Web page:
Oufff, surgeon finally called. It all went well, he is awake and fine. He had to remove a bit of muscle and Rufus will need a two week no running convalescence. I can't go get him til tomorrrow. The bed seems so horribly empty without a dog hogging much of it.
 

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Thanks second, all is well. He is home and beside me on the couch. We have antibiotics, antinflammatory meds and painkillers. Im hoping he'll settle soon and sleep. Right now he is clearly not comfortable, but he just had a two hour ride, after thirty hours trapped in a cage in room with multiple dogs being "tortured". I wonder if dogs can get PTSD?
 

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Discussion Starter · #29 ·
I hope so. I think you are right about the anesthetic, I can still smell it on him. In the vet hospital I watched other worried pet parents bringing in and picking up their furry babies. The remarkable thing about all this is not that each dog is cuter, smarter, or better than any other. It's that in most cases the bond is like cement. The dogs trust their people, and the peoples lives revolve around their dogs. It is very touching to see and I wish every dog on the planet had love like that.
I am not a tv person. Fourteen days snoozing beside this furry boy might do me in. I'll do it of course but it will be a big challenge. No jumping, no stairs, no running...only a short walk for toileting three times a day. I'm beginning to think I should have persevered with his crate phobia when he was a young whippersnapper!
 

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Discussion Starter · #32 ·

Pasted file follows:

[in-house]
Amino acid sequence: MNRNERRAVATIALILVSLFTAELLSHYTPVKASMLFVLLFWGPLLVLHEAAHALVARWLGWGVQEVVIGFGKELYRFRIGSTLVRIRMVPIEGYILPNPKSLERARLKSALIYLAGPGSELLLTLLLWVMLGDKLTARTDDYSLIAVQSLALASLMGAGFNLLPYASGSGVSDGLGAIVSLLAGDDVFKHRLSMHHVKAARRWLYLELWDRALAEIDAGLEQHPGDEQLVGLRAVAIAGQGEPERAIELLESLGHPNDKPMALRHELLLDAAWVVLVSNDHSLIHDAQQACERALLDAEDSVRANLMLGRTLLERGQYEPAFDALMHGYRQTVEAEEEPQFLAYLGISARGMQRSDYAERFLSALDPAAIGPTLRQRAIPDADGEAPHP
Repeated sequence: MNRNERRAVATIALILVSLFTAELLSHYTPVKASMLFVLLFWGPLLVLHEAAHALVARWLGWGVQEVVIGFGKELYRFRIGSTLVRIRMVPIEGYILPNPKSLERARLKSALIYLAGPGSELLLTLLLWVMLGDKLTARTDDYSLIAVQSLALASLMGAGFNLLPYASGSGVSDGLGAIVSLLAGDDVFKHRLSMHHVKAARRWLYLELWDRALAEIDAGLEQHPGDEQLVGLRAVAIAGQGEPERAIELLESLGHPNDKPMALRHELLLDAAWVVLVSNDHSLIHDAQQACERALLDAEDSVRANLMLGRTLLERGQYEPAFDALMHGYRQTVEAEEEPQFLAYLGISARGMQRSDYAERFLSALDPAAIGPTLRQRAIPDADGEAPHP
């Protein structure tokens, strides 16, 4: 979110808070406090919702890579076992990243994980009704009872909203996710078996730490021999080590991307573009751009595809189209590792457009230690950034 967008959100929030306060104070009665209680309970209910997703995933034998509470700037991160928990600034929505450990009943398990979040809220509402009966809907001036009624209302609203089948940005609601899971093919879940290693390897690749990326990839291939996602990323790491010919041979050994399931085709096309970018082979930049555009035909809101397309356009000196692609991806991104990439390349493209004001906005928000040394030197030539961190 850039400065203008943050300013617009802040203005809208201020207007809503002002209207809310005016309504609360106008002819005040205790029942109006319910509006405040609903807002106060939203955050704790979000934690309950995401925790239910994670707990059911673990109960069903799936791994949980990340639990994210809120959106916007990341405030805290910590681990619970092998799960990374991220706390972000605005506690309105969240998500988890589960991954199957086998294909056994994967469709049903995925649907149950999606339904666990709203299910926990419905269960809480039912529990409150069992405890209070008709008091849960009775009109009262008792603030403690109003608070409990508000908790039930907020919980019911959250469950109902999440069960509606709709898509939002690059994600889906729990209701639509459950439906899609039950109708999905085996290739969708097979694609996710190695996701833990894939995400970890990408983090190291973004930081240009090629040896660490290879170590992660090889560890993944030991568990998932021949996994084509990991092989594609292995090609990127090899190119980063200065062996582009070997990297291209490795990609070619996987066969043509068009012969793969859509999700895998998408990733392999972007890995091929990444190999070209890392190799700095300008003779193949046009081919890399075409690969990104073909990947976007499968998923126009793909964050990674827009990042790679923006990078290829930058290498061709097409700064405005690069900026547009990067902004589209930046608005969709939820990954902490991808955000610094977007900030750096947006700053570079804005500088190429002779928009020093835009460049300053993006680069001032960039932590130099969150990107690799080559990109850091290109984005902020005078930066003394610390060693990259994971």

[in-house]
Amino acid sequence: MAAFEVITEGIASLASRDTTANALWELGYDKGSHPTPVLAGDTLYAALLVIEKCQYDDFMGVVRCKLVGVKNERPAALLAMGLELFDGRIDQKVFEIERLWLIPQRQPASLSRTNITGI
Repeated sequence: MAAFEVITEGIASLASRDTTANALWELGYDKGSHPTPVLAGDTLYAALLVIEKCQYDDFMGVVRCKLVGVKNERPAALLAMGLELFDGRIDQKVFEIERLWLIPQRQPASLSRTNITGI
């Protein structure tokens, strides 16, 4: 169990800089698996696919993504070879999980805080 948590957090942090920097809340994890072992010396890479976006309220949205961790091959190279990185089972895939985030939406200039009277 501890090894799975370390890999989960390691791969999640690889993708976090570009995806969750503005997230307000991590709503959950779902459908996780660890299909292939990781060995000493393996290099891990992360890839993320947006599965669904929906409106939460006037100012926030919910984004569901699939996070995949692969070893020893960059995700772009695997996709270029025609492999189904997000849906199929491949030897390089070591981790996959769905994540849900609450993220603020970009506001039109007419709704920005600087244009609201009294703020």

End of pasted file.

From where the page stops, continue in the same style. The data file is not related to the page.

Rufus had an ok night. Most of it he slept well but at four am he woke up was restless with a lot of panting. I took his cone off and gave him a massage which seemed to soothe him. Eventually he went back to sleep. The vet tech had explicitly said not to move up his pain meds...I'm confused about this, but I guess one has to weigh pain against potential liver damage?
This morning he ate all his breakfast, had his meds and a successful toilet outing. Surgery can cause constipation so that was a big relief for me and no doubt him too.
Enjoy your healthy dogs everybody. Make sure each walk is a joy for them. There might come a day when walking is difficult and the memory of thousands of wonderful ambles will have to suffice.
 

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Discussion Starter · #35 ·
Yes please, I'd love to learn more. We've played hide and seek for stuff (people and my keys) but I need sedentary ideas. I might try to make a diy snuffle mat. Any ideas for that would be welcome too.
How is Molly doing?